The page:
Christie And Obama: Is It Me? I Keep Expecting Partisans And the News Media To Have Integrity And Honesty, And I Keep Getting Disappointed…

Nah!

Nah!

The news media feeding frenzy over Chris Christie’s traffic jam scandal continues, with the news that a special prosecutor is being handed the investigation being treated with solemn nods and predictions of sinister revelations to come. This is all fine and good: the possibility that any elected government leader would intentionally cause pain for the citizens it is pledged to serve is too offensive to the concept of duty to be allowed to linger in doubt. When a New Jersey Democratic legislator opined that the governor should face impeachment if it is shown that he ordered the despicable traffic sabotage, I heartily agreed, and I count myself as a Christie admirer. The poll results so far regarding this incident, especially in New Jersey, are troubling: by Ann Athouse’s calculations, 7% of those polled believed that Christie was behind the outrage and lied about it, and don’t mind a bit. Where are the ethical standards of such individuals? What’s wrong with those people?

Whatever it is, it is apparently the same thing that is wrong with Democrats, progressives, African-Americans and the news media, who don’t seem bothered at all that equally insidious, or worse, governmental abuses have been, may have been or are being engineered by President Obama and/or his lackeys, and there appears to be no accountability for it, or even adequate bipartisan criticism. How can this be? What am I missing? Continue reading

Ethics Observations On Sticks, Leadership, And Chris Christie’s Vindictive Bridge Closing Scandal

Christie apologizes

Before we delve into the starting point for most ethics inquiries—What’s going on here?— a summary…

Last September, the Port Authority of New York and New Jersey closed all but one lane of the George Washington Bridge , horrifically tangling commuter transportation in Fort Lee, New Jersey, just across bridge from Manhattan. The lane closures  delayed emergency responders to four calls, and may have resulted in at least one death. New Jersey Governor Chris Christie’s office had attributed the lane closures to a traffic study.  But smoking gun e-mails emerged proving beyond the shadow of a doubt that the bridge closing was far more sinister: top Christie aides engineered the gridlock specifically to cause problems for Fort Lee, whose mayor had angered the Governor by refusing to endorse him for re-election. It was political payback of a particularly brutal and Machiavellian sort.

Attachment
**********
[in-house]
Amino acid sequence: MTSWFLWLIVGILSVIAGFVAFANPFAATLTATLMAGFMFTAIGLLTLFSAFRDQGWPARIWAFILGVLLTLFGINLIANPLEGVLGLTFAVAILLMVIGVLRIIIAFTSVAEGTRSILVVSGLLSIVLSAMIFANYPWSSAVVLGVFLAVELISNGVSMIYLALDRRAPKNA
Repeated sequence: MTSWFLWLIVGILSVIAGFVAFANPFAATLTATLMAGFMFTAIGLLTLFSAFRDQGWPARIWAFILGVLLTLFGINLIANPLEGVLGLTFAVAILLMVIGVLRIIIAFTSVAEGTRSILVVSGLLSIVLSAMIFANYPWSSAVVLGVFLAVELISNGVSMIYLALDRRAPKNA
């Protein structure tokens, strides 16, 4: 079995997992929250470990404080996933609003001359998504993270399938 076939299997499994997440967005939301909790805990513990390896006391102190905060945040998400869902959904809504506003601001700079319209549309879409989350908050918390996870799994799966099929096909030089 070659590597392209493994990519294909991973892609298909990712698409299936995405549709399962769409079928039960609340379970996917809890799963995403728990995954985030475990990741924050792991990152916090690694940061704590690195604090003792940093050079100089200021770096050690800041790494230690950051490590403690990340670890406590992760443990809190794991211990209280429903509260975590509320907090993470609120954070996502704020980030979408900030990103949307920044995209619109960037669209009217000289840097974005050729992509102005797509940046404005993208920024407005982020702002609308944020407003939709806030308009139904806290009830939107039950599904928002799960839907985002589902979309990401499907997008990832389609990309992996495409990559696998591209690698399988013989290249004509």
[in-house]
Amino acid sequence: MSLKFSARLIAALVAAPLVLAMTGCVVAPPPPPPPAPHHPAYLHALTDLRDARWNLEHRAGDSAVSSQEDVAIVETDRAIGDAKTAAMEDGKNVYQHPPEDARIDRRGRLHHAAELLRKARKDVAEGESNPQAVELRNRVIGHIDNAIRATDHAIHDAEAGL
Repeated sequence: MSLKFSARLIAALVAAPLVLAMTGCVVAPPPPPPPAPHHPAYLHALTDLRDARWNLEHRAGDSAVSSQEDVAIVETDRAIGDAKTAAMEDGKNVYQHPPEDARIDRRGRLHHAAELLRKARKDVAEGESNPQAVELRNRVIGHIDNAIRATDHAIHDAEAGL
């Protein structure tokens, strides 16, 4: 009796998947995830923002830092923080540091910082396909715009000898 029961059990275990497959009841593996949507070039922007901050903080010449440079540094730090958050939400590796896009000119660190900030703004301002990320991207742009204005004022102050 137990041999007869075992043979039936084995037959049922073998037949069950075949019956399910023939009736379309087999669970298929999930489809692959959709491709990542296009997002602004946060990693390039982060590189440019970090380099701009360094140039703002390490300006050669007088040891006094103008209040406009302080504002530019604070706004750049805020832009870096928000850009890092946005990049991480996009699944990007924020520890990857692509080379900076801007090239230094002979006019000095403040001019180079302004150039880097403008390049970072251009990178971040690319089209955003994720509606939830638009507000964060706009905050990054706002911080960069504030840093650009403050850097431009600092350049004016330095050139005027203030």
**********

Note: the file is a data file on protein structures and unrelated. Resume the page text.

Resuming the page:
“Time for some traffic problems in Fort Lee,” wrote Bridget Anne Kelly, a deputy chief of staff to Christie, in an email on Aug. 13 to David Wildstein, Christie’s appointee at the Port Authority. Wildstein resigned in December after news of the scandal first broke; he has since refused to answer questions in a hearing on the matter, citing the Fifth Amendment. Christie fired Kelly yesterday, and in a long and emotional press conference, profusely apologized while insisting that he knew nothing of the plot, but accepted responsibility for the actions of his staff. The incident is attracting national interest because Christie, a Republican,  is an intriguing and controversial  potential candidate for a 2016 Presidential run.

Observations:

  • This is bad, and there is no defense for it. Government power should never be abused like this, by anyone. Distorting one’s duties to the public to harm members of the public out of such motives as spite, revenge, retribution, intimidation or personal and political gain is the moral equivalent of a crime.
  • In fact, it should be a crime. It can’t be, because the problem is that some degree of such distortions of the duty to act in the public’s best interest are essential political tools that cannot be jettisoned without undermining effective leadership as well. Politics works through the carrot and the stick, and the stick virtually always causes collateral damage. At every level of government, refusing to do what a powerful leader wants must have negative consequences, or nobody will do what the leader wants, and he or she will no longer be effective. That, in the end, hurts the public too–presumably more seriously than the short-term harm from political payback. Continue reading